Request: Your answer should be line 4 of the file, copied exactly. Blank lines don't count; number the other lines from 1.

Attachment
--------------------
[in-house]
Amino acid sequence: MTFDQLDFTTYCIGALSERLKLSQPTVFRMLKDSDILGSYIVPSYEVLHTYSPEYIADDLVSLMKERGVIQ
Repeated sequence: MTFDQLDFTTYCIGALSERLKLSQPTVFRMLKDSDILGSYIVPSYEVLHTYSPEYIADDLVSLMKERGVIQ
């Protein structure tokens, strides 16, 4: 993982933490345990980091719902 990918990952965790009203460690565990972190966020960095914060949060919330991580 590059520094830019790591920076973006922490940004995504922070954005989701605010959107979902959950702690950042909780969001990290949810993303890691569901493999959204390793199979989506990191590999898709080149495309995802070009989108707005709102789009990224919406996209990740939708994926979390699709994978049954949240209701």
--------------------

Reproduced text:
């Protein structure tokens, strides 16, 4: 993982933490345990980091719902 990918990952965790009203460690565990972190966020960095914060949060919330991580 590059520094830019790591920076973006922490940004995504922070954005989701605010959107979902959950702690950042909780969001990290949810993303890691569901493999959204390793199979989506990191590999898709080149495309995802070009989108707005709102789009990224919406996209990740939708994926979390699709994978049954949240209701």